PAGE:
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How to rebuild BCD in Windows

If Windows’ BCD (boot configuration data) store is missing, corrupted, or not configured correctly, Windows will not be able to boot and you will see a “BOOTMGR is Missing” error or a similar error message during the boot process.

The simplest solution to the BCD problem is to simply rebuild it, which you can do automatically with the bootrec command (fully explained below).

Don’t worry if this guide is too long. There are some commands to run and a lot of output on the screen, but rebuilding the BCD is an extremely simple process. Just follow the instructions exactly and everything will be fine.

Note: These instructions apply to Windows 10, Windows 8, Windows 7, and Windows Vista. Similar problems can exist in Windows XP, but since the boot configuration information is stored in the boot.ini file and not the BCD, fixing XP with boot data is a completely different process.

How to rebuild BCD in Windows 10, 8, 7 or Vista

Rebuilding BCD in Windows only takes about 15 minutes:

1. Open Advanced Startup Options if you are using Windows 10 or Windows 8 and System Recovery Options if you are using Windows 7 or Windows Vista.

Open Advanced Startup Options or System Recovery Options

2. In Windows 10/8, Select Troubleshoot > Advanced options.

Chọn Troubleshoot > Advanced options

3. Select the Command Prompt button to launch it.

Tip: Command Prompt will not start immediately. The computer will briefly display the “Preparing” screen when the computer is ready.

Note: You may need to select your account name and enter your password to get to the Command Prompt.

Select Command Prompt button to launch it

4. At the prompt, type the bootrec command as shown below, and then press Enter:

bootrec /rebuildbcd

Type the bootrec command

The bootrec command will search for Windows installations that are not in the BCD and then ask you if you want to add one or more settings to it.

5. You will see one of the following messages at the command line.

Option 1

Scanning all disks for Windows installations. Please wait, since this may take a while... Successfully scanned Windows installations. Total identified Windows installations: 0 The operation completed successfully.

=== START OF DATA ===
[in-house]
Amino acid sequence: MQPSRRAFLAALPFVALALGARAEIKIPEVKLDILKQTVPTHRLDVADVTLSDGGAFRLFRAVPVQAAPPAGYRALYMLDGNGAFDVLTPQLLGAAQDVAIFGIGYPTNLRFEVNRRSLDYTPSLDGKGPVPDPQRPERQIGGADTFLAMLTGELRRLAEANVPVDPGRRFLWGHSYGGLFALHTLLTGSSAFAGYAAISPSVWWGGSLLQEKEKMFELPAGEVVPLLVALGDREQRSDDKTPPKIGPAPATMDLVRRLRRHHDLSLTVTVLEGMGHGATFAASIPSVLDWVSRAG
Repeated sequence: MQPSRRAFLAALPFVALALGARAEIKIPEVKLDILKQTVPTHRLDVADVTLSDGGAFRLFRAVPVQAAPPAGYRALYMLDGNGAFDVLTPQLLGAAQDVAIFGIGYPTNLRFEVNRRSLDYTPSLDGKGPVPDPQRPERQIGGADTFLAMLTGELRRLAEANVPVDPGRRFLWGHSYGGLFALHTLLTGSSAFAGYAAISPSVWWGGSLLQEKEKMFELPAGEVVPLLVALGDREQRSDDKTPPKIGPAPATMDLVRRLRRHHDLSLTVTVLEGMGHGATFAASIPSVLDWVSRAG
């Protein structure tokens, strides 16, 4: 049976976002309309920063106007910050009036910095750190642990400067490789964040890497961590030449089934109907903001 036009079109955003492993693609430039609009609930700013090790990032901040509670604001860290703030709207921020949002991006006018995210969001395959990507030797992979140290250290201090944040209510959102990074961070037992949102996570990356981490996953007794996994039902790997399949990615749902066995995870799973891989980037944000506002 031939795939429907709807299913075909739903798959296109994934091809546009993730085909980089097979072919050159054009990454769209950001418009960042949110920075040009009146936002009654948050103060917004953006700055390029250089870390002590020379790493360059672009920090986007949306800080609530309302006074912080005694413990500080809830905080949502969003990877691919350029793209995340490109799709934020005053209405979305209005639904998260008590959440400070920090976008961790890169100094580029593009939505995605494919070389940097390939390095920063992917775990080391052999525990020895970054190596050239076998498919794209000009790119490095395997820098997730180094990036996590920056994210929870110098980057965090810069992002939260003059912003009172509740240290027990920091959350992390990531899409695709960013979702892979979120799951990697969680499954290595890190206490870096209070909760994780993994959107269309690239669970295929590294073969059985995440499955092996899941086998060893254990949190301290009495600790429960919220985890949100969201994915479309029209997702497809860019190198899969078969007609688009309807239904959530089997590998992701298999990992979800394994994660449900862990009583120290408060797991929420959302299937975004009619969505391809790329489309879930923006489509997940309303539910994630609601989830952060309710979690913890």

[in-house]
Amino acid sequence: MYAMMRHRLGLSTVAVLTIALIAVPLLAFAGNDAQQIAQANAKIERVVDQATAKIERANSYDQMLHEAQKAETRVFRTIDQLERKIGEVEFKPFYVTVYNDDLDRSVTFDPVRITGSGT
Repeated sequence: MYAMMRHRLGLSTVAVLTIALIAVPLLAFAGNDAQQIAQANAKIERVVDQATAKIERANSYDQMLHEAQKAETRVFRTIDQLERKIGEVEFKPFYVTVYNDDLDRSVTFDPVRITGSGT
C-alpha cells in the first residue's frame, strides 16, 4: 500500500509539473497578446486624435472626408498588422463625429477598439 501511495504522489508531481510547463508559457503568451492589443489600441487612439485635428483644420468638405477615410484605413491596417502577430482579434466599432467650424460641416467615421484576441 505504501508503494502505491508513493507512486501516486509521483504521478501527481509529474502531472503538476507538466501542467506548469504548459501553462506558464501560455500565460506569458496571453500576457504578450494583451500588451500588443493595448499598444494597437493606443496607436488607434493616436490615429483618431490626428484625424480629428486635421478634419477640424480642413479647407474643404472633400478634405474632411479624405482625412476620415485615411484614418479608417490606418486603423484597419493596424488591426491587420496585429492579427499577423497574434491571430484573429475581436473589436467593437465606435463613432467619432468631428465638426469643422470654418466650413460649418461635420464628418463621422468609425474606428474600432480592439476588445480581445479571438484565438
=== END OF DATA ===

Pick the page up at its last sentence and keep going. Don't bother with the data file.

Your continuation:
Option 2

Scanning all disks for Windows installations. Please wait, since this may take a while... Successfully scanned Windows installations. Total identified Windows installations: 1 [1] D:Windows Add installation to boot list? Yes/No/All:

Bạn sẽ thấy một trong các thông báo sau tại dòng lệnh

  • If you see Option 1: go to Step 7. This result most likely means that Windows installation data in the BCD store exists, but bootrec cannot find any additional Windows installations on your computer to add to BCD. You will only need to take a few extra steps to rebuild the BCD.
  • If you see option 2: type Y or Yes in the question “Add installation to boot list?”, then you will see the message “The operation completed successfully”, followed by a blinking cursor at the prompt. Finish with Step 10 at the bottom of the tutorial.

6. Since the BCD store exists and lists Windows installations, you’ll have to remove it manually first and then try to build again. At the prompt, execute the command bcdedit and then press Enter:

bcdedit /export c:bcdbackup

Execute bcdedit command

The bcdedit command is used here to export the BCD store as a file: bcdbackup. There is no need to specify a file extension. The command should return the following on the screen, meaning that the BCD export works as expected:

The operation completed successfully.

7. At this point, you need to adjust some file properties for the BCD store to be able to manipulate it. At the prompt, execute the attrib command exactly like this:

attrib c:bootbcd -h -r -s

Execute the attrib command exactly like this

What you just did with the attrib command removed the hidden, read-only, and system attributes from the bcd file. Those attributes restricted the actions that you could perform on the file. Now that they are gone, you can manipulate files more freely (namely, rename files).

8. To rename the BCD store, execute the ren command as shown:

ren c:bootbcd bcd.old

Now, BCD store has been renamed. You should be able to rebuild it successfully, as you tried to do in step 6.

BCD store has been renamed

Note: You can delete the BCD file completely because you are going to create a new file. However, renaming the existing BCD accomplishes the same thing as it’s not currently available for Windows, plus it gives you another layer of backup, aside from the export done in Step 5, if you decide to undo his actions.

9. Try rebuilding BCD again by doing the following, then pressEnter:

bootrec /rebuildbcd

Try to rebuiling BCD again

The command will produce this in the Command Prompt:

Scanning all disks for Windows installations. Please wait, since this may take a while... Successfully scanned Windows installations. Total identified Windows installations: 1 [1] D:Windows Add installation to boot list? Yes/No/All:

The command will produce this in the Command Prompt

This means that the BCD store rebuild is progressing as expected.

10. At the question Add installation to boot list?, type Y or Yes, and then press Enter.

You should see this on the screen, indicating that the BCD rebuild is complete:

The operation completed successfully.

indicating that the BCD rebuild is complete:

11. Restart the computer. Assuming that the problem with the BCD store is the only problem, Windows will boot, as expected.

Important Note: Depending on whether you start Advanced Startup Options or System Recovery Options, you may need to remove the disk or flash drive before restarting.

If rebuilding the BCD doesn’t solve the problem you’re having, continue to troubleshoot any specific issues that are preventing Windows from starting properly.

Good luck!

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